Back in March 2020, before we could even imagine that we would still be struggling with COVID-19 in 2022, the SEC announced Corp Fin staff guidance regarding annual meetings. Because of limitations on the ability to hold in-person annual meetings as a result of health and travel concerns, the staff guidance provided “regulatory flexibility to companies seeking to change the date and location of the meetings and use new technologies, such as ‘virtual’ shareholder meetings that avoid the need for in-person shareholder attendance, while at the same time ensuring that shareholders and other market participants are informed of any changes.” (See this PubCo post.) That guidance was then updated in April 2020 and April 2021. (See this PubCo post and this PubCo post.) Now, the Corp Fin staff has once again updated that guidance for this year, tweaking the advice related to presentation of shareholder proposals to extend its application to the 2022 proxy season.
In new SLB 14L, Corp Fin takes new (old) approach to “ordinary business” and “economic relevance” exceptions
Yesterday, Corp Fin issued Staff Legal Bulletin 14L, which outlines Corp Fin’s most recent interpretations of Rule 14a-8(i)(7), the ordinary business exception, and Rule 14a-8(i)(5), the economic relevance exception. The new SLB also rescinds SLBs 14I, 14J and 14K, following a “review of staff experience applying the guidance in them.” Generally, new SLB 14L presents its approach as a return to the perspective that historically prevailed prior to the issuance of the three rescinded SLBs. SEC Chair Gary Gensler said that “[t]oday’s bulletin will provide greater clarity to companies and shareholders on these matters, so they can better understand when exclusions may or may not apply. The updated staff legal bulletin, which replaces three previously issued bulletins, is consistent with the Commission’s original intention.” The effect of the new SLB is to relax some of the interpretations of “significant social policy,” “micromanagement” and “economic relevance” imposed under the rescinded SLBs, making exclusion of shareholder proposals—particularly proposals related to environmental and social issues—more of a challenge for companies. Needless to say, climate activists are pleased that their proposals will now likely find a more receptive audience at the SEC.
What’s happening with the shareholder proposal for mandatory arbitration bylaws?
In 2018, a Harvard law professor submitted (on behalf of a related trust/shareholder) a shareholder proposal to Johnson & Johnson requesting that the board adopt a mandatory arbitration bylaw. After receiving a no-action letter from Corp Fin, J&J excluded the proposal, and the professor then sued J&J. A decision has just been rendered dismissing the complaint. But that’s not necessarily the end of the shareholder’s proposal to J&J for mandatory arbitration.
Shareholder proposals for political spending disclosure make headway this proxy season
The January 6 attack on the Capitol and the subsequent efforts to rewrite voting and vote-counting laws led many companies and CEOs to speak out, sign public statements and pause or discontinue some or all of their political donations. However, as companies and executives increasingly take positions and express views on important social issues such as voting and democracy, climate change and racial injustice, there are many who want to hold them to it. As an MIT Sloan lecturer suggested in this article in the NYT, a signed statement from a CEO expressing commitment to an issue “gives people who want to hold corporations accountable an I.O.U.” One way the public has tried to call companies to account is to examine any dissonance or contradiction between those public statements and the company’s political contributions—to the extent those contributions are publicly available. A piece published recently in the NYT’s DealBook, On Voting Rights, It Can Cost Companies to Take Both Sides, explores how that concept has played out dramatically this year, particularly as investors have sought accountability by submitting more shareholder proposals than ever seeking political spending and lobbying disclosure—and actually winning. As the executive director of the Black Economic Alliance contended in the article, “[b]eyond C.E.O. statements[,] businesses demonstrate their values by how they allocate their resources.” And investors are increasingly compelling companies to disclose their allocation of resources on political spending.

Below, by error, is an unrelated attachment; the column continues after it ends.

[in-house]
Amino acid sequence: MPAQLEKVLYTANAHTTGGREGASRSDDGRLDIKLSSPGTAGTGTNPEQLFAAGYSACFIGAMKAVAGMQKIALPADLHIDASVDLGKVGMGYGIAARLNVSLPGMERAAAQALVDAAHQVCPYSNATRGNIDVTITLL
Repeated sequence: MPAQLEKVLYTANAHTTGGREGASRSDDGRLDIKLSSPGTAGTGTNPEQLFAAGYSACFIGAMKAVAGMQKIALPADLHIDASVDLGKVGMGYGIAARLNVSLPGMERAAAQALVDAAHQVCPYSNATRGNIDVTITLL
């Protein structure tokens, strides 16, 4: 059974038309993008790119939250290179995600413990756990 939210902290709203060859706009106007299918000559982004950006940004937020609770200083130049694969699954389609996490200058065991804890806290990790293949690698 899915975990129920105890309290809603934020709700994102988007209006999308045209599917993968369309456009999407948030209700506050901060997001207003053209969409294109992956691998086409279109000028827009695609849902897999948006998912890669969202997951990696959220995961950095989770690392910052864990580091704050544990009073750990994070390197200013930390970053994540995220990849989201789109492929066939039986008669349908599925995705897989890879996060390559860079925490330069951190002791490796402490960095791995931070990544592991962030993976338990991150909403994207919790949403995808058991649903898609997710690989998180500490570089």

Corp Fin staff updates guidance regarding presentation of shareholder proposals in light of COVID-19
On Friday, the Corp Fin staff announced that it has updated its Guidance for Conducting Shareholder Meetings in Light of COVID-19 Concerns originally published on March 13, 2020 and updated on April 7, 2020 (see this PubCo post and this PubCo post). The updated guidance posted on Friday tweaks the advice related to presentation of shareholder proposals, extending its application to the 2021 proxy season.
Coates named Acting Director of Corp Fin
On Monday, the SEC announced that John Coates has been appointed Acting Director of Corp Fin. He has been the John F. Cogan Professor of Law and Economics at Harvard University, where he also served as Vice Dean for Finance and Strategic Initiatives. If that name sounds familiar—even if you haven’t been one of his students—it may be because he sometimes pops up in Matt Levine’s column in Bloomberg as the author of “The Problem of Twelve,” which he describes as the “likelihood that in the near future roughly twelve individuals will have practical power over the majority of U.S. public companies.” Beyond that, he has been a very active member of the SEC’s Investor Advisory Committee, and Committee recommendations he has authored may give us some insight on his perspective on issues.